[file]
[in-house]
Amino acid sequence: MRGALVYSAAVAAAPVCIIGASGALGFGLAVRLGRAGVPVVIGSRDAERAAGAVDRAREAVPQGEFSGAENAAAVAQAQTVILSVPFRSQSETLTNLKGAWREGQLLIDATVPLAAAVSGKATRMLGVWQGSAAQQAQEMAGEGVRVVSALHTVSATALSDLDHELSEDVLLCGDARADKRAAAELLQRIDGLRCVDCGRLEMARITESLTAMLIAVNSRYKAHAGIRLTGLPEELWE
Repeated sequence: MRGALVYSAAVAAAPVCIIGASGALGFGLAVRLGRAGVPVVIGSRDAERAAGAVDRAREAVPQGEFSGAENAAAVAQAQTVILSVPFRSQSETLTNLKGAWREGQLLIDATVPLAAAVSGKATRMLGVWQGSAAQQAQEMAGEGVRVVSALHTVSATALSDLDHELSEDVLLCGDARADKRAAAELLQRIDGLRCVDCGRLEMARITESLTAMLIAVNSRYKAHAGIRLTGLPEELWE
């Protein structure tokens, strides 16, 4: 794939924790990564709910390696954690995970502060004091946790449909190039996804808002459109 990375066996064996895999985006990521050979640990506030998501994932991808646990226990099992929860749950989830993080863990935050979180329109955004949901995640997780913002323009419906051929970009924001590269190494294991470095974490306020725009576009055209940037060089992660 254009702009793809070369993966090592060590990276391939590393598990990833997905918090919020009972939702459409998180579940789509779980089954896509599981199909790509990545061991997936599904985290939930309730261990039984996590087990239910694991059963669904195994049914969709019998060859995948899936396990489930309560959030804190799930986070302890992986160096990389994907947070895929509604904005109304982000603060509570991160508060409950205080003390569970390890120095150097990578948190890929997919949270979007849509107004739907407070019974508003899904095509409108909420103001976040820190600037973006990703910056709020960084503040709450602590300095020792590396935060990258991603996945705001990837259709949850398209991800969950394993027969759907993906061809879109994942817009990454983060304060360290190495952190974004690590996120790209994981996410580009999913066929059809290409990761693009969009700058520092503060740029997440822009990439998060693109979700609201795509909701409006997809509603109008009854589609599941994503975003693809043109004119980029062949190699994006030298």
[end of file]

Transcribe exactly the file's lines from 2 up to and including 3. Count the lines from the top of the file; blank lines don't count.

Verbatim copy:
Amino acid sequence: MRGALVYSAAVAAAPVCIIGASGALGFGLAVRLGRAGVPVVIGSRDAERAAGAVDRAREAVPQGEFSGAENAAAVAQAQTVILSVPFRSQSETLTNLKGAWREGQLLIDATVPLAAAVSGKATRMLGVWQGSAAQQAQEMAGEGVRVVSALHTVSATALSDLDHELSEDVLLCGDARADKRAAAELLQRIDGLRCVDCGRLEMARITESLTAMLIAVNSRYKAHAGIRLTGLPEELWE
Repeated sequence: MRGALVYSAAVAAAPVCIIGASGALGFGLAVRLGRAGVPVVIGSRDAERAAGAVDRAREAVPQGEFSGAENAAAVAQAQTVILSVPFRSQSETLTNLKGAWREGQLLIDATVPLAAAVSGKATRMLGVWQGSAAQQAQEMAGEGVRVVSALHTVSATALSDLDHELSEDVLLCGDARADKRAAAELLQRIDGLRCVDCGRLEMARITESLTAMLIAVNSRYKAHAGIRLTGLPEELWE